Digital Civil Liberties and the Translation Problem

Privacy and Security and Artificial Intelligence

Article Snapshot


Neil Richards and Michael Washington


Oxford Handbook of Criminal Process, Darryl Brown, Jenia Turner, and Bettina Weisser (eds.), Oxford University Press (2019)


As new surveillance technologies and smartphones become ubiquitous, courts in the United States and Europe struggle to apply traditional principles to protect civil liberties.

Policy Relevance

Low-cost surveillance will erode the Fourth Amendment unless judges adapt.

Main Points

  • Criminal procedure rules, which define police powers and individual rights, struggle to adapt to the new world of extensive personal information collection.
  • Courts must consider how protection for civil liberties should be translated into the digital environment; difficulties in applying ancient principles to the Internet, the cloud, location tracking, and encryption threaten civil liberties.
  • Early Supreme Court cases struggled to apply Fourth Amendment privacy protections to telephone wiretaps; in Katz v. United States, Justice Harlan wrote that Fourth Amendment rights would apply where people had a reasonable expectation of privacy.
  • In a Supreme Court case concerning the application of the Fourth Amendment to GPS tracking, Justice Sotomayor notes that cheap surveillance technologies would evade ordinary checks that limit abusive law enforcement practices, such as limited police resources and community hostility.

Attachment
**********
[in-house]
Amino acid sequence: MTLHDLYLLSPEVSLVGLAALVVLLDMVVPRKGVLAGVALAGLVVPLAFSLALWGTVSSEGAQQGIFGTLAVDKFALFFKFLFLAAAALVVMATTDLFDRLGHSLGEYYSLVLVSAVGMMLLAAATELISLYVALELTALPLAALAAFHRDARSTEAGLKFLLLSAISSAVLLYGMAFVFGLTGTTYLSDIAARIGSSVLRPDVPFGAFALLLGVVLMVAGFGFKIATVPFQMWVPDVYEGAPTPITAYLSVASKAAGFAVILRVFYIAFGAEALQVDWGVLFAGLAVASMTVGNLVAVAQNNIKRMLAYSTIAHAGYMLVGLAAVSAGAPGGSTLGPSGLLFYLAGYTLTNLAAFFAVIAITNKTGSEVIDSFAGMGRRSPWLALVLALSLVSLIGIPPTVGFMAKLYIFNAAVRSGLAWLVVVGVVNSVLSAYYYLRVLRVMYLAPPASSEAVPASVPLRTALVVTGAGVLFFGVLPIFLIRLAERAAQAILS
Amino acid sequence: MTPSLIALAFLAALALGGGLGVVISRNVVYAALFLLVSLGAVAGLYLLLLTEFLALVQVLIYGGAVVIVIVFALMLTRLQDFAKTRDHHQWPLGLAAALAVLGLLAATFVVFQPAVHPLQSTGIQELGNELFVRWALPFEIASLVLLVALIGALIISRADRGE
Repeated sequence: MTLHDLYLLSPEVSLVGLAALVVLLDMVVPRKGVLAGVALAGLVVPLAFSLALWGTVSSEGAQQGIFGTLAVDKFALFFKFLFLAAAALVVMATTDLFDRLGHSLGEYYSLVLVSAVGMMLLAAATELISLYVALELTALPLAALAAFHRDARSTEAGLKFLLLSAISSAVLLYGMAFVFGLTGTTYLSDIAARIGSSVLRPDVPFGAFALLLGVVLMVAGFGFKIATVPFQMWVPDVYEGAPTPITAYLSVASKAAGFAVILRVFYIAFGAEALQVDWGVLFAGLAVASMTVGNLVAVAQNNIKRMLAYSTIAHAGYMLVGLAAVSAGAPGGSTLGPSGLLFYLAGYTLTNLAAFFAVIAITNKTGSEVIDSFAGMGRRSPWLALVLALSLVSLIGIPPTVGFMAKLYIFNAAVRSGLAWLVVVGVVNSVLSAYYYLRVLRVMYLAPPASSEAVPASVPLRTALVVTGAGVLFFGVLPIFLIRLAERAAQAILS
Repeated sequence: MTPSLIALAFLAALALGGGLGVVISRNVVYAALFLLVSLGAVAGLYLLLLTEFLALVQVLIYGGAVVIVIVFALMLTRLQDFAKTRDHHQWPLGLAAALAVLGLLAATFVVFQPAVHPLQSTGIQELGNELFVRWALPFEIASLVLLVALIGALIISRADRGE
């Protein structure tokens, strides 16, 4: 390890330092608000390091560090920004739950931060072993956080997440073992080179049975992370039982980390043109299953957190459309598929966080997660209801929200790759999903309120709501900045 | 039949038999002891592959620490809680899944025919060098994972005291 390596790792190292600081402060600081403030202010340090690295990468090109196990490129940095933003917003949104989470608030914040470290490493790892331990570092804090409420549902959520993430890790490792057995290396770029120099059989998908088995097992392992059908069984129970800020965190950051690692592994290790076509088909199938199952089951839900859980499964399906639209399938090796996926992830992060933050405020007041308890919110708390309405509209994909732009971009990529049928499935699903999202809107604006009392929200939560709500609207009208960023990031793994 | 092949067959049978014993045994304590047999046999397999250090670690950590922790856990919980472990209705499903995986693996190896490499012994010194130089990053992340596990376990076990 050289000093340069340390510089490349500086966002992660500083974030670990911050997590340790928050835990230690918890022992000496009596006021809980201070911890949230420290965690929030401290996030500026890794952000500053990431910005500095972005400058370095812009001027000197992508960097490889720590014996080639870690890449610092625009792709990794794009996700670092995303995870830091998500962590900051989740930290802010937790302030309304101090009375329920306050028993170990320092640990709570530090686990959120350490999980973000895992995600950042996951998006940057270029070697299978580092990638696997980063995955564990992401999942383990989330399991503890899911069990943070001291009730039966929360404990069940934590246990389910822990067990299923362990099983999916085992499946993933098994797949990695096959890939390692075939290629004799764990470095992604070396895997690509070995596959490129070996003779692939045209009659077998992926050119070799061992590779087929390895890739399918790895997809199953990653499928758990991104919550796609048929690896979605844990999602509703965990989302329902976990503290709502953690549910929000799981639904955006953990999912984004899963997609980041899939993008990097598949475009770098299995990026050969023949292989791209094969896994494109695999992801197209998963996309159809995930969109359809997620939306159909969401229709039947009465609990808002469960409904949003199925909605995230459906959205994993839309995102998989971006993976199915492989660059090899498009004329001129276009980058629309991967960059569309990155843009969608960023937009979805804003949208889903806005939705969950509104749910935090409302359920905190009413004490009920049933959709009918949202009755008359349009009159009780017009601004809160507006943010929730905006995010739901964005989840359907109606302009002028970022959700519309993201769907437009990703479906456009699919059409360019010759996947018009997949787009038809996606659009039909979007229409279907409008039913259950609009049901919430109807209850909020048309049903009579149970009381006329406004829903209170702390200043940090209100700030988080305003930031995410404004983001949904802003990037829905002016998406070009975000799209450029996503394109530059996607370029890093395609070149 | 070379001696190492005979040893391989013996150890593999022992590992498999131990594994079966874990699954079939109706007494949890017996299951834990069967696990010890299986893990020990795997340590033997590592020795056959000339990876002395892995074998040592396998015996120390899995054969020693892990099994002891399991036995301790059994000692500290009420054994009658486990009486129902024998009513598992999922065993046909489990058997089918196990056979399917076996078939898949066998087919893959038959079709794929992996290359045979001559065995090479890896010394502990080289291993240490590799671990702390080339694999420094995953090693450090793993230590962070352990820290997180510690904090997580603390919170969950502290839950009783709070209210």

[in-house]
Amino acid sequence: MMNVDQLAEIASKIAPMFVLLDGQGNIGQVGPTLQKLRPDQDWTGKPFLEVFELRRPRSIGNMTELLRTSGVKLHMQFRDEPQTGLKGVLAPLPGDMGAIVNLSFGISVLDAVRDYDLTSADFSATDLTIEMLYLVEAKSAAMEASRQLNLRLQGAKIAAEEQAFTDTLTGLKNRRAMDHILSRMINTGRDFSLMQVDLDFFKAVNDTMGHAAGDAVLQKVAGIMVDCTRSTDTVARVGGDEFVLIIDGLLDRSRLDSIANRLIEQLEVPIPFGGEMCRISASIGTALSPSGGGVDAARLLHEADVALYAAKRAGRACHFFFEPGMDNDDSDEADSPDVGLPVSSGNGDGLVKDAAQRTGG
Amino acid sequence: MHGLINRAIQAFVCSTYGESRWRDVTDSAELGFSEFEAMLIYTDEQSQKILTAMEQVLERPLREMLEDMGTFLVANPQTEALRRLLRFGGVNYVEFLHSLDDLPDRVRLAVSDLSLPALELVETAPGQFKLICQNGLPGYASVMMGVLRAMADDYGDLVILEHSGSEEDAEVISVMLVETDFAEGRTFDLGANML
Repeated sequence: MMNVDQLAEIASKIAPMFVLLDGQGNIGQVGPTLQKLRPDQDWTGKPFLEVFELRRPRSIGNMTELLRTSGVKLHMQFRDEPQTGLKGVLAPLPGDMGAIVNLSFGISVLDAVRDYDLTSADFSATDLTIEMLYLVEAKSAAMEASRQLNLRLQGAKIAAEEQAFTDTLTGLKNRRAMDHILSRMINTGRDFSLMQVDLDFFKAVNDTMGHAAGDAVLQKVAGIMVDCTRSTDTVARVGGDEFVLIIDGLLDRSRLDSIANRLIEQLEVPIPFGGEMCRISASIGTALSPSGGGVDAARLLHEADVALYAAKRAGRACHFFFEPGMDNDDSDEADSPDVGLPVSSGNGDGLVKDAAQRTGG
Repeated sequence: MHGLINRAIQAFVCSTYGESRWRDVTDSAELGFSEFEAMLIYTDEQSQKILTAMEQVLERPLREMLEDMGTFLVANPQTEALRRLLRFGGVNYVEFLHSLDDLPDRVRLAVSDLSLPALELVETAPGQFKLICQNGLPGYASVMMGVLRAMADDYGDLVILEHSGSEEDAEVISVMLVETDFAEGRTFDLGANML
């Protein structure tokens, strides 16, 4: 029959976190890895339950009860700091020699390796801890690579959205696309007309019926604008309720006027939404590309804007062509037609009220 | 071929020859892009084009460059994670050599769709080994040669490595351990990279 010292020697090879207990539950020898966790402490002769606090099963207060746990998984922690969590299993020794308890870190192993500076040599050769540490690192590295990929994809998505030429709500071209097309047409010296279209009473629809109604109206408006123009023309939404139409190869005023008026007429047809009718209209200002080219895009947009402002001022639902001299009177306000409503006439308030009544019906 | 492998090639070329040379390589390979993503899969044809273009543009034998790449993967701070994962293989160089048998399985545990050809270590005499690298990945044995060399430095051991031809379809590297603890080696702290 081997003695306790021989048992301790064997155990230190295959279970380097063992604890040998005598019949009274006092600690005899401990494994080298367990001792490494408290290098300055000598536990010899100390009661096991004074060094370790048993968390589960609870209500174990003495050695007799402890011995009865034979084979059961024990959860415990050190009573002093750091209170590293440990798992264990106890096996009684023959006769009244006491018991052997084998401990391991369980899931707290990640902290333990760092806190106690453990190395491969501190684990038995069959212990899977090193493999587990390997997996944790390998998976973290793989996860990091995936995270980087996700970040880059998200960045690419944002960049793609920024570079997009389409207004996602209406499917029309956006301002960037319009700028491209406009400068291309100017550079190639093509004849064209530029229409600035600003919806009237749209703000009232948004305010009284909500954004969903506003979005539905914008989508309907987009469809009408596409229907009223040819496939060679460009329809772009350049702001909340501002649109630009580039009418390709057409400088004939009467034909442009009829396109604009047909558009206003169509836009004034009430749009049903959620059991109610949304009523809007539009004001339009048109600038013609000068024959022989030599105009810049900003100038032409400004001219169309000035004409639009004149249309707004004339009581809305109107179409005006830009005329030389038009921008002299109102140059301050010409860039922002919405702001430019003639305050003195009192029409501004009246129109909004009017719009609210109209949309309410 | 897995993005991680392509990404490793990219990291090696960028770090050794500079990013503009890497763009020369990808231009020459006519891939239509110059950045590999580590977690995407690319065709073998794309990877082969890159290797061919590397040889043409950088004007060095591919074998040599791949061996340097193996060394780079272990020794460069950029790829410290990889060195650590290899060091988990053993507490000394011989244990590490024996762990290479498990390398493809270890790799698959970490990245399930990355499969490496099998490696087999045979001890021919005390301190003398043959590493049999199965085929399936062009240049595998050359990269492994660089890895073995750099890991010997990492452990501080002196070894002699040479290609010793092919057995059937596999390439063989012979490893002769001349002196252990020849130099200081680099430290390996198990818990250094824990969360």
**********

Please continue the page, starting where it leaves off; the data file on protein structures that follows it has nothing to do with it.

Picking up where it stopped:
• The Court has also considered whether law enforcement may search the contents of a cell phone without a warrant in the course of making an arrest, analyzing the threat to privacy posed by ubiquitous smartphone use.
  • Under the “third-party doctrine,” people have no reasonable expectation of privacy in information given to third parties; in the digital era, as information is often stored by tech companies, the third-party doctrine would exclude most information from the protection of the Fourth Amendment.
  • In Europe, fundamental rights such as data protection and freedom of expression may conflict; such conflicts arise in cases involving the "right to be forgotten."

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